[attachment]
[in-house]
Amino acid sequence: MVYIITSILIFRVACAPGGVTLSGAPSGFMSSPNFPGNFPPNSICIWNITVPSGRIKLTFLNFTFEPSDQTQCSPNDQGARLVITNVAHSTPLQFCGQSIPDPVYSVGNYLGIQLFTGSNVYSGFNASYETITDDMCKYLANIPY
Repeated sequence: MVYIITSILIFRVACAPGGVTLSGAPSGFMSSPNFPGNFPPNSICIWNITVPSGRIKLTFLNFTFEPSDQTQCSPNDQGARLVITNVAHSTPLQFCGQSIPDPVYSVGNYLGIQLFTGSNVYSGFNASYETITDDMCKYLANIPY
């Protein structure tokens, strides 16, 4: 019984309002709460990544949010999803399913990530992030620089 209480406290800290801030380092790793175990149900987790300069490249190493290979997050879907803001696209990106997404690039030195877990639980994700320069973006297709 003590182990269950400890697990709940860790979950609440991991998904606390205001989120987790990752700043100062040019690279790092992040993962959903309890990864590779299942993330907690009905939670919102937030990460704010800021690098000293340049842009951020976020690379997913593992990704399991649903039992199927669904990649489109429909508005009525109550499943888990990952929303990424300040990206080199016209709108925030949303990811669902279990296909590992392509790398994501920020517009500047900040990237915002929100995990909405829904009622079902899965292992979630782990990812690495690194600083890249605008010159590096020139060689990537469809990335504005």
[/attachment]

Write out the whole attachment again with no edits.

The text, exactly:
[in-house]
Amino acid sequence: MVYIITSILIFRVACAPGGVTLSGAPSGFMSSPNFPGNFPPNSICIWNITVPSGRIKLTFLNFTFEPSDQTQCSPNDQGARLVITNVAHSTPLQFCGQSIPDPVYSVGNYLGIQLFTGSNVYSGFNASYETITDDMCKYLANIPY
Repeated sequence: MVYIITSILIFRVACAPGGVTLSGAPSGFMSSPNFPGNFPPNSICIWNITVPSGRIKLTFLNFTFEPSDQTQCSPNDQGARLVITNVAHSTPLQFCGQSIPDPVYSVGNYLGIQLFTGSNVYSGFNASYETITDDMCKYLANIPY
């Protein structure tokens, strides 16, 4: 019984309002709460990544949010999803399913990530992030620089 209480406290800290801030380092790793175990149900987790300069490249190493290979997050879907803001696209990106997404690039030195877990639980994700320069973006297709 003590182990269950400890697990709940860790979950609440991991998904606390205001989120987790990752700043100062040019690279790092992040993962959903309890990864590779299942993330907690009905939670919102937030990460704010800021690098000293340049842009951020976020690379997913593992990704399991649903039992199927669904990649489109429909508005009525109550499943888990990952929303990424300040990206080199016209709108925030949303990811669902279990296909590992392509790398994501920020517009500047900040990237915002929100995990909405829904009622079902899965292992979630782990990812690495690194600083890249605008010159590096020139060689990537469809990335504005």